We spent it at the Chihuly Garden and Glass. How in the world do I tell you what that was like? We walked through a series of rooms dedicated to different exhibits. The first was one of his early works – interesting and nice to look at. Then there was one inspired by Native American blankets and baskets – also worth seeing. And then … oh my word. A dark room with a blaze of color and shapes. Another room, still more intense. A ceiling – I couldn’t help myself; I had to lie down and stare at it. (I don’t understand why everyone wasn’t lying down!) There followed a gradual descent in intensity until we thought it was over – but no, after that came the garden – a lavish mix of greenery, flowers and glass.

If you live in the Pacific Northwest, go see this. By the time we'd walked through it, we were both so stuffed full of the joyous beauty of it we were close to tears.

If you live in the Pacific Northwest, go see this. By the time we’d walked through it we were both so stuffed full of the joyous beauty of it we were close to tears.

The third blessing: Priorities

I’ve always been the one to waft along not worrying about the clock, Living In The Moment. The Girl Child, by contrast, is entirely Type A. So after Chihuly, when it dawned on me that I was still short one of the gifts I wanted to send back to South Africa with her, it was entirely in character for me to suggest just “popping over” to Ye Olde Curiosity Shoppe, where we were guaranteed to find something that would appeal to a teenage boy. And, of course, it was equally in character for her to hyperventilate a little because this was SeattleYou don’t “pop over” Seattle. There is traffic!

But then we switched. We drove there. We puttered. We had lunch – clam chowder with the seagulls at Ivar’s. And every time I fidgeted about the time, she told me to relax. Eventually she said, “Chill, Mom. I won’t miss my plane. And if I’m too late to get a seat in the emergency aisle it doesn’t matter – I’d rather have lunch with you.”

Such a small thing to say … but after all those years, and all that worry and preparation and “what if we just don’t like each other” … well, it meant the world to me.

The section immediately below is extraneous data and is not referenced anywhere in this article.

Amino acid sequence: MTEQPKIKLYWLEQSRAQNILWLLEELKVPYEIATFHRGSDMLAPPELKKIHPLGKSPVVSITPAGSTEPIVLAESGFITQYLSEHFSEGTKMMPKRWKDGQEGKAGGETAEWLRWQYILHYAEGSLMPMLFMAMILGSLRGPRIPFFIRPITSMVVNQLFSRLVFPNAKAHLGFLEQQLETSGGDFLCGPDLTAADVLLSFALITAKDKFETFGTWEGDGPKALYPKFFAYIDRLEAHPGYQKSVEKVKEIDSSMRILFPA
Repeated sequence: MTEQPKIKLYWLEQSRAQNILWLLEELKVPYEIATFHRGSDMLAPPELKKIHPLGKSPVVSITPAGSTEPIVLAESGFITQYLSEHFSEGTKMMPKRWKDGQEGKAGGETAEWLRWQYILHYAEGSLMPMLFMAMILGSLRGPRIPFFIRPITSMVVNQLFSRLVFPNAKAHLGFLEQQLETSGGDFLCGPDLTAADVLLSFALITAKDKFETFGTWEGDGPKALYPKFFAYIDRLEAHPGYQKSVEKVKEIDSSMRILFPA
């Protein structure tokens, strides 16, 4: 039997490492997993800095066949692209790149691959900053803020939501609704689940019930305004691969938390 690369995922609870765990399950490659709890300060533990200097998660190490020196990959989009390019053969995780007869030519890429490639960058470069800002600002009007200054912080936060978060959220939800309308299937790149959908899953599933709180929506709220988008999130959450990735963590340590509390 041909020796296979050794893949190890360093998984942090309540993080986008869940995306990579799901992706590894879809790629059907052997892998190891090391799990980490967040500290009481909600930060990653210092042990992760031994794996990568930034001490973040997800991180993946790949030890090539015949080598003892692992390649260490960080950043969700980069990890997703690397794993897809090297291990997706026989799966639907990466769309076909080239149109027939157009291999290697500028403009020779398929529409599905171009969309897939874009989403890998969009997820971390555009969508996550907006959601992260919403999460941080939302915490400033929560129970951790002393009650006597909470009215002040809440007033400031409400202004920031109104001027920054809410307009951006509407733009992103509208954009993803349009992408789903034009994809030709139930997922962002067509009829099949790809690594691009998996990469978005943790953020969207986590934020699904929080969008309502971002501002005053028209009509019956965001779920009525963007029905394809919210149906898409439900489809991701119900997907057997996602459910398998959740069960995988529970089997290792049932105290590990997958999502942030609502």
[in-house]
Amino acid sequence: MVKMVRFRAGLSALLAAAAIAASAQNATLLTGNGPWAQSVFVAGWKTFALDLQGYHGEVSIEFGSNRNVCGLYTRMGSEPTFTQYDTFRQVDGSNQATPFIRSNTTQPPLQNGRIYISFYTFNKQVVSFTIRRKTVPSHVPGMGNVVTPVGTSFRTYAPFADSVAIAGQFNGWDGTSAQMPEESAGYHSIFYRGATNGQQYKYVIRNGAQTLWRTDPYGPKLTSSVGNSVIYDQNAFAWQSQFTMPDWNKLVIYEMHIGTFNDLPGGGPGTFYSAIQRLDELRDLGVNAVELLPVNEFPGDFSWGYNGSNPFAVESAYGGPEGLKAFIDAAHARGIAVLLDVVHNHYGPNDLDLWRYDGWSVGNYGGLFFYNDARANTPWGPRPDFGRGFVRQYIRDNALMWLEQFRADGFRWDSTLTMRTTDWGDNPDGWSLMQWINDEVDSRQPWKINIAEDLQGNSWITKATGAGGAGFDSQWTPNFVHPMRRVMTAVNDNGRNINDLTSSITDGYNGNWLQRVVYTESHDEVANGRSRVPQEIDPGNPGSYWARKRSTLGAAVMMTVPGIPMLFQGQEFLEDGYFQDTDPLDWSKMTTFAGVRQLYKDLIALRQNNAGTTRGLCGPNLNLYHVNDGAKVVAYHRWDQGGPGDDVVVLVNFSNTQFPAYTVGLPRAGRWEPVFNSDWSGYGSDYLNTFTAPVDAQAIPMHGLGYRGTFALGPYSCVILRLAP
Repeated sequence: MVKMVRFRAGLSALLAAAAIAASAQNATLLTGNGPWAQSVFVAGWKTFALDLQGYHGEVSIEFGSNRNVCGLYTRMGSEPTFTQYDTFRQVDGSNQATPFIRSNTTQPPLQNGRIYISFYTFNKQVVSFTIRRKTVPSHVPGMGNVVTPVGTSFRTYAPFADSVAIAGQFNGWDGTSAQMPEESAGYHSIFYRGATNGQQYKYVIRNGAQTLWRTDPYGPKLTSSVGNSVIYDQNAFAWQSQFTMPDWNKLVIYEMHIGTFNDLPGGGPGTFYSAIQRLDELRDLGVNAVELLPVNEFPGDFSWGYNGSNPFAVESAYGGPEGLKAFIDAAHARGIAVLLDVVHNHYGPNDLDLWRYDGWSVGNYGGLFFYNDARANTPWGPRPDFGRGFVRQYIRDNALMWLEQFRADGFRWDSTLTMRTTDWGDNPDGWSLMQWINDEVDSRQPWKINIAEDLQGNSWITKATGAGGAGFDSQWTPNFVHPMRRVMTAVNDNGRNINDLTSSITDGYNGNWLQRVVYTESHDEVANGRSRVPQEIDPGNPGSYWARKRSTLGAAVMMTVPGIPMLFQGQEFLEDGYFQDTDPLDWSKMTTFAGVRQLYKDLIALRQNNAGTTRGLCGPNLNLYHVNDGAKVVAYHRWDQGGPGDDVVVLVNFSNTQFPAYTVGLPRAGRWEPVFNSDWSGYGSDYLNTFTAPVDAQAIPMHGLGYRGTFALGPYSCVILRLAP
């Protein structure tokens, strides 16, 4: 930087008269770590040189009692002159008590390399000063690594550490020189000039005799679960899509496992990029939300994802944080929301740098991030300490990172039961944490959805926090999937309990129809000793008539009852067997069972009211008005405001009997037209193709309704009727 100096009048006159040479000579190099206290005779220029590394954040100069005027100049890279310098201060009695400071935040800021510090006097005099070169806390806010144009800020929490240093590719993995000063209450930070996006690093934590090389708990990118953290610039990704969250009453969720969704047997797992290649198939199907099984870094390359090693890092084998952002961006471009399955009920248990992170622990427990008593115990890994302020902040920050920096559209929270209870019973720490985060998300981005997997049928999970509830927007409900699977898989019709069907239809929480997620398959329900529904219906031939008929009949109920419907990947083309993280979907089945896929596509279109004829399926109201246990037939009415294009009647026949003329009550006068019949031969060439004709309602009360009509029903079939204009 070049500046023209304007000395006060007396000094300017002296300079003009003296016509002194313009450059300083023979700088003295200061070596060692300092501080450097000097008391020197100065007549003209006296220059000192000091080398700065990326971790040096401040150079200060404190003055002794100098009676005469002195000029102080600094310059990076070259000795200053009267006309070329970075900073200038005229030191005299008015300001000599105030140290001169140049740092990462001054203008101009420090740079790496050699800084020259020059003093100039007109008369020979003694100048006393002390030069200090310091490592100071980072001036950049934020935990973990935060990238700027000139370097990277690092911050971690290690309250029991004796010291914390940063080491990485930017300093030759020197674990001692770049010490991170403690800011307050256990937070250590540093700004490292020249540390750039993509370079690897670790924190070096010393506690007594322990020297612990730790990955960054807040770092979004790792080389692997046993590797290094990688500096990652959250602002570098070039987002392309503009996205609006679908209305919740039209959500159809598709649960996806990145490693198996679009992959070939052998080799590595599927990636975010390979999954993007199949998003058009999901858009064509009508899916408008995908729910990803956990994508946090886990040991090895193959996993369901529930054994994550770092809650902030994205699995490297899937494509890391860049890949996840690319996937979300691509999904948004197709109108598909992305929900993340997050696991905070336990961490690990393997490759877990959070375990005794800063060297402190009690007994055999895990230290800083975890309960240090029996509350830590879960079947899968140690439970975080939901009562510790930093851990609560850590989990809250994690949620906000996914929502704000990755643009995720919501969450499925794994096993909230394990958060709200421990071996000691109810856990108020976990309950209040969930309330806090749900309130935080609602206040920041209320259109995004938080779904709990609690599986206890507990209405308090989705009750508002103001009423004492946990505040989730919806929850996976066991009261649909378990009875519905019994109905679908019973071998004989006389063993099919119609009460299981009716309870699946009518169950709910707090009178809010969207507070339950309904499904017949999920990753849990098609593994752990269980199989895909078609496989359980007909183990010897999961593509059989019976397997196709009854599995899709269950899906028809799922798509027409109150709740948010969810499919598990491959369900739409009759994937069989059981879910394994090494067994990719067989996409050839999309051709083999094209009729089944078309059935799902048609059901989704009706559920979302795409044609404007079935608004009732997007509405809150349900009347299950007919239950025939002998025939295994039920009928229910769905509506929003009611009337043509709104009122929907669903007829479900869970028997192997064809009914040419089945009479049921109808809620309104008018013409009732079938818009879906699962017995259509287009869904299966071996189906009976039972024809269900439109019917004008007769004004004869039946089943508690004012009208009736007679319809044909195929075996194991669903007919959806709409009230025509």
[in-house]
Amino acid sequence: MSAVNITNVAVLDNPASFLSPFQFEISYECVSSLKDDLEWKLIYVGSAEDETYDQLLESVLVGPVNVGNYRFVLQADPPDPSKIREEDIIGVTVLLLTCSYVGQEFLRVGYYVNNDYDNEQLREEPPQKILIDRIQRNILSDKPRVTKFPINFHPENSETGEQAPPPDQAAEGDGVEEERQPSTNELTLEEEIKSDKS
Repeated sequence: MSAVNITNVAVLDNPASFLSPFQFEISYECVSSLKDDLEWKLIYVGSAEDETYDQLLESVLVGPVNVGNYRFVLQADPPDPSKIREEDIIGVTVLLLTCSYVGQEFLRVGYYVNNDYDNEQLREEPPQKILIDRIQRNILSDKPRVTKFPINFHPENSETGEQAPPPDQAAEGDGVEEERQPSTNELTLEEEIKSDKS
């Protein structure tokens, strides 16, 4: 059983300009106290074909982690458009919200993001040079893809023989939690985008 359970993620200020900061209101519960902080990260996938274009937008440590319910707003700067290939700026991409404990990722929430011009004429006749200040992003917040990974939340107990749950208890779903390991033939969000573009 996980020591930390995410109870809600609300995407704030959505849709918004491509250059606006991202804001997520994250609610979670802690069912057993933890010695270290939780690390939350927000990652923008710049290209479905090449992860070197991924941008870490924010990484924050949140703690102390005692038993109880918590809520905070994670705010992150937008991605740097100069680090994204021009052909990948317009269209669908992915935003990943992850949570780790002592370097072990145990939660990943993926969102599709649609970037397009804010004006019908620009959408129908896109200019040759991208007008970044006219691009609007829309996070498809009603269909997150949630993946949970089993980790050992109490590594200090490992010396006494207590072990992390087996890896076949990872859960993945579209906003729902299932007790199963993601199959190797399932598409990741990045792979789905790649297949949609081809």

She’s back home now and so am I, but we’ve built a bridge this summer.

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About Belladonna Took

Into my second half-century and still trying to figure out what to be when I grow up. Born South African, naturalized American, at constant risk of losing my balance and landing ass-first in the Atlantic. A wife, a mom, a daughter and sister, kind of a grandma. Until recently a full-time dog rescuer, now more concerned with rescuing myself. User of dog hair as accessory, decor and garnish. Technical writer, strategic thinker, occasional entrepreneur. Voiceless poet and storyteller. Born again Christ-follower and former missionary schoolteacher chewing on some uncomfortable questions. Ignorer of rules, challenger of assumptions, believer in miracles. Skeptical libertarian, equal opportunity despiser of politicians and assholes. Gonnabe gardener, wannabe beekeeper, Monsanto-hating tree-hugger. Morbidly obese chocaholic, with a horse I don't ride because I might break him, and if not he would probably break me.

23 responses »

  1. Tears. Real, honest to god tears down my cheeks. For you, for your Girl, for your relationship and hearts coming together once more. I don’t know why reading about your time with her touches me so. Maybe it’s that I’m someone’s daughter. Or maybe it’s that I have a daughter. Maybe it’s just that your love for her is so palpable. I’m so glad you had this time

    Liked by 1 person

  2. It sounds like you had an amazing time together! I have to agree with Lindsay, your love for her and hers for you, its palpable. Reading your words, I could sense your emotions as if I were there. I love that you built a bridge – as someone who has a strained relationship with my father, a bridge sounds like an epic feat, I hope one day I’ll say the same thing.